The default signal to send if you don’t specify it is actually
SIGTERM, so you can leave that off above. I’ve included it here to be extra clear and to contrast for what comes next. You can find out more information by reading the manual, e.g.
man kill (see, Linux games!) or using online man pages, or searching the internet, of course.
If they won’t come quietly…
Yes, killing, like in your favorite shooter but more practical. This is the general name for ending processes in Linux, and there are quite a few ways to go about it, just as we saw above. In this case we send the signal
SIGKILL (number 9), which doesn’t give the program a chance to do any cleanup, it just dies. In other words, anything unsaved will likely be lost (autosave files to the rescue, hopefully).
Repeat the above commands, but with this signal, like so:
kill -9 <pid> pkill -9 <name> # Or use KILL if you want to yell at it killall -KILL <name>
There’s of course more you can do and some differences between these commands, but those are the basics that you need 99% of the time. There is also the more advanced issue of “zombie” processes, which are the undead: you can’t kill them directly because they are already dead, often leftovers of some other process. You’ll want to deal with the parent process, which you can see detailed in these guides.
Another option is to use the Xorg (windowing server that displays everything) utility xkill. When this is run, your mouse cursor will change and you can click on a window to sever the connection to Xorg. This could be handy to bind to a shortcut key for easy use. As far as I know, there is not an equivalent for Wayland. (Thanks to the fine folks in our Matrix room for telling me about this utility. A fountain of knowledge there!)
When the window manager stops managing
The above commands may not solve your problem if it is the window manager itself that has frozen or stopped responding. Often this is the case, with, for example, Gnome Shell (for Gnome) or Kwin/Plasma Shell (for KDE), having the problem but the underlying X or Wayland process still okay. In this case you can kill or restart these processes to recover, giving the programs running on top a chance to cleanup.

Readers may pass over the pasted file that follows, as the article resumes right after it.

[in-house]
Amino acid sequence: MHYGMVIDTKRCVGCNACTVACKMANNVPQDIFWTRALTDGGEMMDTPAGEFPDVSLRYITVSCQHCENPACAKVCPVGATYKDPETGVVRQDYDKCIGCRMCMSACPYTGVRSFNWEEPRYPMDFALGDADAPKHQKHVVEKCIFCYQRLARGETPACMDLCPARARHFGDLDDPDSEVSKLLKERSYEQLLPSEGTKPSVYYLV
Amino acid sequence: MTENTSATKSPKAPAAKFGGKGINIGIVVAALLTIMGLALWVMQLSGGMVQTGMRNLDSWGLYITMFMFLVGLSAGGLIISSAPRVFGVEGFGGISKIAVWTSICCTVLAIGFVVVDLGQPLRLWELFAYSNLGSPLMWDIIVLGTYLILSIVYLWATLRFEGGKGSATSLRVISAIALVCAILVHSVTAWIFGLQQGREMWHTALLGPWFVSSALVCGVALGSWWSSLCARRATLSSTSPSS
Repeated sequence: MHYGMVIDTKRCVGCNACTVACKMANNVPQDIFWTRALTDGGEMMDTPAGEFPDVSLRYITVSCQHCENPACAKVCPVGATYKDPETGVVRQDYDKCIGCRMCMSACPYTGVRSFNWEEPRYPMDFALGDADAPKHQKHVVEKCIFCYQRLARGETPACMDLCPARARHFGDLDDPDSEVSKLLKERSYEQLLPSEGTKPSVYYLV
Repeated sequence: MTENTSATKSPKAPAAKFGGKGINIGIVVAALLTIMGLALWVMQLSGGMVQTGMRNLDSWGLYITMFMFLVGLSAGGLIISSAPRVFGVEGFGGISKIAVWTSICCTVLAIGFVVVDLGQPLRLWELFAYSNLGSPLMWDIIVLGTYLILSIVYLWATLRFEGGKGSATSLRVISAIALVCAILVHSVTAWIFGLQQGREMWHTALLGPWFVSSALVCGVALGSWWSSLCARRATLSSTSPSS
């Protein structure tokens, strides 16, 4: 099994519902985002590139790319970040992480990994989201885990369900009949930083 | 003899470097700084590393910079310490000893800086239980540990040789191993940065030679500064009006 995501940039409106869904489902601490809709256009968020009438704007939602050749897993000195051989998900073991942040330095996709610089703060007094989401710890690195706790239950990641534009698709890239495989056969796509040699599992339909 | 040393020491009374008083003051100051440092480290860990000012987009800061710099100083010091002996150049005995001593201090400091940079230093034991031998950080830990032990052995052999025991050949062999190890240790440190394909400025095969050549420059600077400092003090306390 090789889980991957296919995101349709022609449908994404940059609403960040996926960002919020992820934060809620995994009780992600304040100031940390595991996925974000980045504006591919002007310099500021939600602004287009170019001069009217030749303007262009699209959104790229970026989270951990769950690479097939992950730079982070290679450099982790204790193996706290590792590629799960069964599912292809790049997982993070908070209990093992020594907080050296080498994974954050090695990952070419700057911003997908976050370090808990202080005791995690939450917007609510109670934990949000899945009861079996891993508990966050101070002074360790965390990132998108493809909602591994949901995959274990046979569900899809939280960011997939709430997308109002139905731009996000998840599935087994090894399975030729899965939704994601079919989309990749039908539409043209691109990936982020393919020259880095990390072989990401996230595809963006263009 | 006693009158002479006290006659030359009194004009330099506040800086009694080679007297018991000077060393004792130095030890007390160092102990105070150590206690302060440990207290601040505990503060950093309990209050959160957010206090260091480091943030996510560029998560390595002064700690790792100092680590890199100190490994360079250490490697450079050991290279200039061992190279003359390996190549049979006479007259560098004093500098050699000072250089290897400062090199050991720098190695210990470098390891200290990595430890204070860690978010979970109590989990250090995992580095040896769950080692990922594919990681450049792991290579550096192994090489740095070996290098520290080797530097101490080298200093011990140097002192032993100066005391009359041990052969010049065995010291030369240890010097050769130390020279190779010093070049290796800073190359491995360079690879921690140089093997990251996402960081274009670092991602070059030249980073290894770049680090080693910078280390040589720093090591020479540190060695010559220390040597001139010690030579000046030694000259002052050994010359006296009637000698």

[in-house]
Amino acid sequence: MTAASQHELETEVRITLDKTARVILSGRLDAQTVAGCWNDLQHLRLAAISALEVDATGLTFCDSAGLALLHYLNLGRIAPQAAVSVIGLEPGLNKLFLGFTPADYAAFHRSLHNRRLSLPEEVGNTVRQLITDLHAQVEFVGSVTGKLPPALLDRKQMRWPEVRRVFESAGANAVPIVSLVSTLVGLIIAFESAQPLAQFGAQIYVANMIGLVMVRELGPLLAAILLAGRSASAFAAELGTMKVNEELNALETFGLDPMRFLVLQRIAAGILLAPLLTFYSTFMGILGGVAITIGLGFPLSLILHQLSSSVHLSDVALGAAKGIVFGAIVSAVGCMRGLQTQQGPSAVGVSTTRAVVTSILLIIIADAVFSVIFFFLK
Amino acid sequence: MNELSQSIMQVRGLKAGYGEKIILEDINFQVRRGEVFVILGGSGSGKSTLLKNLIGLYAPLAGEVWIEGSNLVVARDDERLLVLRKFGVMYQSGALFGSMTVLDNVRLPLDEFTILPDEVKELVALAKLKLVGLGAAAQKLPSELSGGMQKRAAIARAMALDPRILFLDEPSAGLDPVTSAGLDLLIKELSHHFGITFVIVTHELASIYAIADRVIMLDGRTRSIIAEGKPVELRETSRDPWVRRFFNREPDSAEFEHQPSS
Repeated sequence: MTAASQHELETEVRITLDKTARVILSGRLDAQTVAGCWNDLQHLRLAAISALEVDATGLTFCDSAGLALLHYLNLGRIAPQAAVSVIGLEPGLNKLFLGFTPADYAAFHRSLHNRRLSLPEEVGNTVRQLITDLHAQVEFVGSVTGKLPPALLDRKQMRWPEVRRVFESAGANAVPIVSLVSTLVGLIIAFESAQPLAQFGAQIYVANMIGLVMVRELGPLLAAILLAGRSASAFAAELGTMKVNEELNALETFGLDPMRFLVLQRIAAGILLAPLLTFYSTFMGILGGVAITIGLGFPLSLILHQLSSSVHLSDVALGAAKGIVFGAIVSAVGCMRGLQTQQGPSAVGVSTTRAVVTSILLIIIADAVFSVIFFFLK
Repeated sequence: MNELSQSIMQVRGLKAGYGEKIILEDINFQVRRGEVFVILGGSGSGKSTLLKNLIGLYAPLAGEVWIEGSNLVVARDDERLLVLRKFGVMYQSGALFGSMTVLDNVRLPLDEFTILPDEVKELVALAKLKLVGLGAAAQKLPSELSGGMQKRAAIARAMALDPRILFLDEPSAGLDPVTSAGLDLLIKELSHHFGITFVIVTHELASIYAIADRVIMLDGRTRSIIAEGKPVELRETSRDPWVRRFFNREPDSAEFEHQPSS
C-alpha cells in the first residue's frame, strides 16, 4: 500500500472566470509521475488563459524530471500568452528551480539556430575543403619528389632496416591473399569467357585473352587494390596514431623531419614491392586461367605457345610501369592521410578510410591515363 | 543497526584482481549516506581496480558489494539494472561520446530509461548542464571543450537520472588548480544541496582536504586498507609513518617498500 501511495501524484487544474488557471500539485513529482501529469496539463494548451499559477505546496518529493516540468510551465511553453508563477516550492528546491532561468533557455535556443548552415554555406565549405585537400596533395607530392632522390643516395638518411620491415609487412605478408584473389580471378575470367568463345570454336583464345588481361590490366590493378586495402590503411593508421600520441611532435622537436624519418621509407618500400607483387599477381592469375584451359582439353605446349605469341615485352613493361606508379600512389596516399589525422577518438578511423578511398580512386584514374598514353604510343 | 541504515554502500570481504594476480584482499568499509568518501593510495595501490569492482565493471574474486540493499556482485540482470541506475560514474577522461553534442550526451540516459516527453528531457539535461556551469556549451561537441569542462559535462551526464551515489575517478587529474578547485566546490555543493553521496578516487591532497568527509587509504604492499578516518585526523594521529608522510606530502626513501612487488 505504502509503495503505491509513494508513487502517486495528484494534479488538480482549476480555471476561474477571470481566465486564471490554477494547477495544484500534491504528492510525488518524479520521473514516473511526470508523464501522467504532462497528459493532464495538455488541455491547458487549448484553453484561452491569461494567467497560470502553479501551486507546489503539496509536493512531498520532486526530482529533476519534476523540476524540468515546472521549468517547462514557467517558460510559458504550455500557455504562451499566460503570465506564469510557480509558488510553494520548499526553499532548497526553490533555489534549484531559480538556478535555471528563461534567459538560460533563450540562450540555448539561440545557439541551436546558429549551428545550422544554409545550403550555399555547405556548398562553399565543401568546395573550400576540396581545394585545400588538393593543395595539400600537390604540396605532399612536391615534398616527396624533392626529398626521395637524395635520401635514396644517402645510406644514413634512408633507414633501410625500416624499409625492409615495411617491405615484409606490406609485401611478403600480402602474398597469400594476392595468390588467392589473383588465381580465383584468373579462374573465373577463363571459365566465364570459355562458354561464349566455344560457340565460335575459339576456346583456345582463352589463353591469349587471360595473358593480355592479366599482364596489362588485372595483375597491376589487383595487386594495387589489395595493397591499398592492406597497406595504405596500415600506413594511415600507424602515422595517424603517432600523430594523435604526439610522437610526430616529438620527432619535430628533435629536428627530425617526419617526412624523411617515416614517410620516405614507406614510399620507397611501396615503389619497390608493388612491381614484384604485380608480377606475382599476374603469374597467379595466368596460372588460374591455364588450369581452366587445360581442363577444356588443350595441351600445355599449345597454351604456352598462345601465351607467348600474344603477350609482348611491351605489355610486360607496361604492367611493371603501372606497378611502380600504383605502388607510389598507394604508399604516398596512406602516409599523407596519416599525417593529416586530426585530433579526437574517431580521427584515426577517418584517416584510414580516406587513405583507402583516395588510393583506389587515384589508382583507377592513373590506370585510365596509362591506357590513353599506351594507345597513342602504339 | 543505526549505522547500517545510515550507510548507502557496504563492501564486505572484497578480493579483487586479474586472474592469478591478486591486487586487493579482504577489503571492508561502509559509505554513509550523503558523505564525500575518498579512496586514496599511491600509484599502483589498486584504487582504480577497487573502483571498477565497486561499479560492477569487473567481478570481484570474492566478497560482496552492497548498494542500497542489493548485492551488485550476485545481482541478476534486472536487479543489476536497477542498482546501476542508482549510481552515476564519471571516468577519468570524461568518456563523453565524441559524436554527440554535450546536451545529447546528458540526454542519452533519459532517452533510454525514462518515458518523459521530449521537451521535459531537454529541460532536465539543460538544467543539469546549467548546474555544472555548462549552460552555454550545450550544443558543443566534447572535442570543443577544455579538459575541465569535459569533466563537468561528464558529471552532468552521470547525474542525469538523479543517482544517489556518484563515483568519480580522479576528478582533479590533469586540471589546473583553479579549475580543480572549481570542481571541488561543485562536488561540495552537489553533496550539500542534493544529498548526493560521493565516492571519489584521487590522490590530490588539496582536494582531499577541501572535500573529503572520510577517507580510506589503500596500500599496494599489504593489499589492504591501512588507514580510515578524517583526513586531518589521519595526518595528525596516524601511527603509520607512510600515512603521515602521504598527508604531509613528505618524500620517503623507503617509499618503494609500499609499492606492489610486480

For Gnome, use
Alt+F2 followed by
r to restart Gnome Shell. Or, in a virtual console, use
For KDE, the commands to restart the relevant processes is
# on X plasmashell --replace kwin_x11 --replace # on Wayland killall kwin_wayland # alternatively (or for older versions of Plasma) kquitapp5 plasmashell kstart5 plasmashell
One important difference here between X and Wayland is that (currently, at least) on Wayland you can’t restart Ghome Shell without losing your application state, while on KDE the window compositor crashing or restarting also kills all applications.
Another thing to try is to restart the display manager with
sudo systemctl restart <dm>
gdm for Gnome Display Manger or
lightdm for Light Display Manager (or whatever you use, take a look at what your distro uses by default if you haven’t set it up manually). This will bring you back to the initial login screen, which means anything you had running will have closed (hopefully you saved or have autosaves handy).
(Thanks to Ekianjo for the above info, as I haven’t lived with Gnome, KDE, or other destkop environments in a long time.)
X/Wayland bites the dust
Ah, but what if that display server is the one that is all frozen? Well you can kill the whole X (or Wayland compositor) process with the above commands, looking for
Xorg (or your Wayland compositor) as the name. There is also a shortcut key to shutdown (or restart) X,
Ctrl-Alt-Backspace, but that has been disabled by default for several years now. Of course, you can re-enable it, by adding a few options to your configuration. (Note that this is a potential security concern, depending on how X is run and if it dies ending up in a logged in console.)
By the way, if you are not sure if you use X or Wayland, probably the simplest way to check is to use the command
echo $WAYLAND_DISPLAY. If it prints something, you are using Wayland.
Note that killing X or the Wayland compositor will mean everything running on it (probably everything you’ve run since logging in to the session) will be killed with it. As per killing any process, that means it won’t have a chance to save anything and you may lose data.